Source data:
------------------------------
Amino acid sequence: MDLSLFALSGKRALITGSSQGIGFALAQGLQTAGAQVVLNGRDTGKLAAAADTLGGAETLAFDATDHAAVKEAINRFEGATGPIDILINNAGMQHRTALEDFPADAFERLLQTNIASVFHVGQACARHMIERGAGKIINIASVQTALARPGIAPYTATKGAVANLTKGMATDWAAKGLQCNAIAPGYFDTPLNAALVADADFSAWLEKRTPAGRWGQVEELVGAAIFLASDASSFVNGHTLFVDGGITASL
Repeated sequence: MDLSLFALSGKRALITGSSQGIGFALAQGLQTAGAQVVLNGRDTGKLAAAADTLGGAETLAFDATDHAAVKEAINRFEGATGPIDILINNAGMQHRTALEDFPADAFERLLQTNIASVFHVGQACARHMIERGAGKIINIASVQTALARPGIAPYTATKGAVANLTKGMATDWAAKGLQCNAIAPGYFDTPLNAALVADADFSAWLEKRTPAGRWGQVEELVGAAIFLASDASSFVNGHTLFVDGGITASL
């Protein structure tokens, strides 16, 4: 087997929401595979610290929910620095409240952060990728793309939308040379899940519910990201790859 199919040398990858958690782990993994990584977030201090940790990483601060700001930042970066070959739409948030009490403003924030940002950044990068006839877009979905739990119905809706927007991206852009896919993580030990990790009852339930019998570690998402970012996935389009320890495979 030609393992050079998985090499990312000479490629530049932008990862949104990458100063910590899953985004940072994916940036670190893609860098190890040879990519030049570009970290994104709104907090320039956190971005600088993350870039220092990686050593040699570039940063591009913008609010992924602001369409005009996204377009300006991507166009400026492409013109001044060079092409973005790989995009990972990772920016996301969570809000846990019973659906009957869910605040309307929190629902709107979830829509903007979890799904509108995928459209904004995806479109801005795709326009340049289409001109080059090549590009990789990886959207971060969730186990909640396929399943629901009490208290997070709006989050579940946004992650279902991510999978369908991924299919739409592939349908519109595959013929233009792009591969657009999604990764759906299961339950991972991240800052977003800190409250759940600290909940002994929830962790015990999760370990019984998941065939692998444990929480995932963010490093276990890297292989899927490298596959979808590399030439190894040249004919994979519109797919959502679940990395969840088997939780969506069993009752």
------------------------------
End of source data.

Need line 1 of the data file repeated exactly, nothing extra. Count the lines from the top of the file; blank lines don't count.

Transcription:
Amino acid sequence: MDLSLFALSGKRALITGSSQGIGFALAQGLQTAGAQVVLNGRDTGKLAAAADTLGGAETLAFDATDHAAVKEAINRFEGATGPIDILINNAGMQHRTALEDFPADAFERLLQTNIASVFHVGQACARHMIERGAGKIINIASVQTALARPGIAPYTATKGAVANLTKGMATDWAAKGLQCNAIAPGYFDTPLNAALVADADFSAWLEKRTPAGRWGQVEELVGAAIFLASDASSFVNGHTLFVDGGITASL